The SQRL Forest Kitten 33 has a xcvu33p-fsvh2104-2L-e FPGA (which may be ES0/ES1 (engineering sample). I only have the air-cooled version, so I can only comment on it, but the fan blades are somewhat fragile. Regardless of this, the heatsink/fan combination is adequate, even under higher load situations. One thing of note is that it is extremely easy to disassemble - very few screws, which are easy to access.
I am just learning about power delivery details myself - so the following is subject to change (and I make no guarantee about its correctness.)
The SQRL Forest Kitten 33 has only three power rails that most folks will want to modify - those being VCCINT (FPGA core power) with 120A (20x6) of 0.85V, HBM_VCC (ditto) with 20A of 1.2V, and VCCINT_IO with 20A of 0.85V (shown in some SQRL tools as VCCBRAM.) All three of these rails are modifiable using I2C programmable rheostats, which are basically a resistor one can modify the resistance of over I2C. Among the power rails which are not modifiable, there are 1.8V and 3.3V AUX supplies, both 6A, and the MGT supplies, which are 1.2V and 0.9V, also both 6A.
Controlling the voltages over I2C: This is a complex enough topic to warrant its own page, which is here.
My overall impression of the power delivery on this card is quite positive… for the VCCINT rail, anyhow. It does not suffer from being unable to supply all that the FPGA is capable of drawing - many FPGA boards, whether they were intended for mining or not, will lack the capability to give the FPGA VCCINT rail all the power that it can use under extremely high loads. This isn’t a problem here - we have 120A available on VCCINT, and according to Xilinx1, 120A is almost enough to max out an XCVU35P at 135A maximum, meaning there is PLENTY of headroom for a 33P. The HBM2 rail, however… is rather wimpy. The HBM_VCC rail is only rated for 20A at 1.2V. Exceeding this could damage the LTC7150S chip responsible for power delivery to the HBM2.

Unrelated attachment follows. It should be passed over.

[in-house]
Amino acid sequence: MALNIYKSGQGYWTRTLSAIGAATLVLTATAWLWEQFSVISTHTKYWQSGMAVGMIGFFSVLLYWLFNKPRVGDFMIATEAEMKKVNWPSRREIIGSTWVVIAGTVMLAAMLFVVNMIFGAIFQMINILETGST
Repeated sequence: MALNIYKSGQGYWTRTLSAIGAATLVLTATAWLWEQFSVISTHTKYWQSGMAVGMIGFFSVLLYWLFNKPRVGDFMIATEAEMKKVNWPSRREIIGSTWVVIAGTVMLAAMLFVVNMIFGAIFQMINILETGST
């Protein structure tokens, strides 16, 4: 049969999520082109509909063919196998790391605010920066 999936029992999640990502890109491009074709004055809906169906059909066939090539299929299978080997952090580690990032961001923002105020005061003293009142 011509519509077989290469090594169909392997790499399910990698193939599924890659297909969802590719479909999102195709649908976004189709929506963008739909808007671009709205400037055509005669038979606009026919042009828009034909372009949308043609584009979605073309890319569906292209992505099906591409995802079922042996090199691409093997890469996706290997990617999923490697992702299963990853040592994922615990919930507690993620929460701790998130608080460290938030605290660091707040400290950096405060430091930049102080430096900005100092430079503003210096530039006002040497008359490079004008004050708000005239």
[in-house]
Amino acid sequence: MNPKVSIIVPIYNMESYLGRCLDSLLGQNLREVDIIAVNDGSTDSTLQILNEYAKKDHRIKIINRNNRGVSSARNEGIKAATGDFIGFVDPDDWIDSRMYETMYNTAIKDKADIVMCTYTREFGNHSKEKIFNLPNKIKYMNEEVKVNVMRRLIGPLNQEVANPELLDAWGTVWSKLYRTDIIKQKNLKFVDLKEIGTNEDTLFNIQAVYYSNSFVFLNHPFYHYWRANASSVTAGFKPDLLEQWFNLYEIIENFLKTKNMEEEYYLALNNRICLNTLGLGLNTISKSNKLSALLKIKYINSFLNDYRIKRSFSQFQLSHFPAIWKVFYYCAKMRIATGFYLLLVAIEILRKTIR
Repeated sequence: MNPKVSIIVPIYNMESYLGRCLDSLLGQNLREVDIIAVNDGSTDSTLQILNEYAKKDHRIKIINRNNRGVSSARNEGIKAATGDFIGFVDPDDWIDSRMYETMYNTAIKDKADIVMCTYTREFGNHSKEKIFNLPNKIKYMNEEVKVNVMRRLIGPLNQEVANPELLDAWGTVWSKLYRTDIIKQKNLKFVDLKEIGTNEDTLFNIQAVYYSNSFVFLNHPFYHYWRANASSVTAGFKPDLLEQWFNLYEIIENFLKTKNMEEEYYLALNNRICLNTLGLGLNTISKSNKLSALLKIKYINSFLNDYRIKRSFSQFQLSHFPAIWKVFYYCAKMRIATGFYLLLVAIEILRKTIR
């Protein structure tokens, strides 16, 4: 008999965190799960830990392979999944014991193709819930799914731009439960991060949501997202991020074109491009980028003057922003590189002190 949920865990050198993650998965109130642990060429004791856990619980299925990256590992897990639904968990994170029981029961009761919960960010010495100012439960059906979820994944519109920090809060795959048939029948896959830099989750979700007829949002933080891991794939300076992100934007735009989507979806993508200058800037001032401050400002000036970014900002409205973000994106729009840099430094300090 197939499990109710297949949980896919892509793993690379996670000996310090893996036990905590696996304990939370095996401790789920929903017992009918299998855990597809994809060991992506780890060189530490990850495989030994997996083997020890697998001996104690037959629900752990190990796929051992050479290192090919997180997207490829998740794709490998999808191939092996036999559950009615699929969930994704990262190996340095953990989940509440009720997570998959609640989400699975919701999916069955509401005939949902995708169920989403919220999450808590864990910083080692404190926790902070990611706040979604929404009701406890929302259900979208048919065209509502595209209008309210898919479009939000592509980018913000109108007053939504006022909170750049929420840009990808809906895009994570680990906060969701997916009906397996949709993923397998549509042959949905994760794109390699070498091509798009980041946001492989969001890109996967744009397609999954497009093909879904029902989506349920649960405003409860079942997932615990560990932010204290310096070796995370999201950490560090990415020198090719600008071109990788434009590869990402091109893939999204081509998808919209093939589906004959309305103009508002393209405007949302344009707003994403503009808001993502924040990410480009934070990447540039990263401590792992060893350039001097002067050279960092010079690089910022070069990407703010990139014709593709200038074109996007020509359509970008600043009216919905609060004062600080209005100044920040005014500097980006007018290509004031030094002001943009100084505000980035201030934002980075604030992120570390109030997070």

Changing the current capacity of the HBM_VCC rail would be an issue, because the FK uses a rather well-made part, the LTC7150S, but it’s made for really tiny boards with little room, basically. It’s good at what it does, but you won’t be able to replace it with most anything besides the same part, exactly - because it’s got internal FETs and shit. If it were a more normal setup, then yeah, maybe you could swap out some external FETs to get more current, but that ain’t flying here.
SYSCLK is 200Mhz, and generated by an ASDMPLV-200.000Mhz, reaching the FPGA on pins AY23 and BC26 for SYSCLK_200_N and SYSCLK_200_P respectively. The PCIe reference clock is connected to AD9 and AD8 for the PCIe REFCLK_N and REFCLK_P, respectively. Note that these are MGTREFCLK pins.
EMCCLK is generated by an ASDMB-125.000MHZ, on pin AV26, with a 1.8V supply. This allows for faster configuration speeds, compared to using the FPGA’s internal CCLK for configuration.
Board Interfaces and Peripherals
The FPGA has two flash devices, both of them Micron MT25QU256ABA8E12 256Mbit chips. The first one has SPI0_DQ0, SPI0_DQ1, SPI0_DQ2, and SPI0_DQ3 are wired to pins AW7, AV7, AW8, and AV8, and the chip select for it is SPI0_FCS at BA8.
The second one has SPI1_DQ0, SPI1_DQ1, SPI1_DQ2, and SPI1_DQ3 at AV28, AW28, BB28, and BC28, respectively, and the chip select for it is SPI1_FCS at AW24. They can be used individually, or in dual-quad mode. Also, “Mib” in the above image is a typo, should be “Mb”.
Xilinx User Guide UG583 (Ultrascale Architecture PCB Design), Table 1-24: “Maximum VCCINT Current (A) (100°C, 10 Years)” ↩︎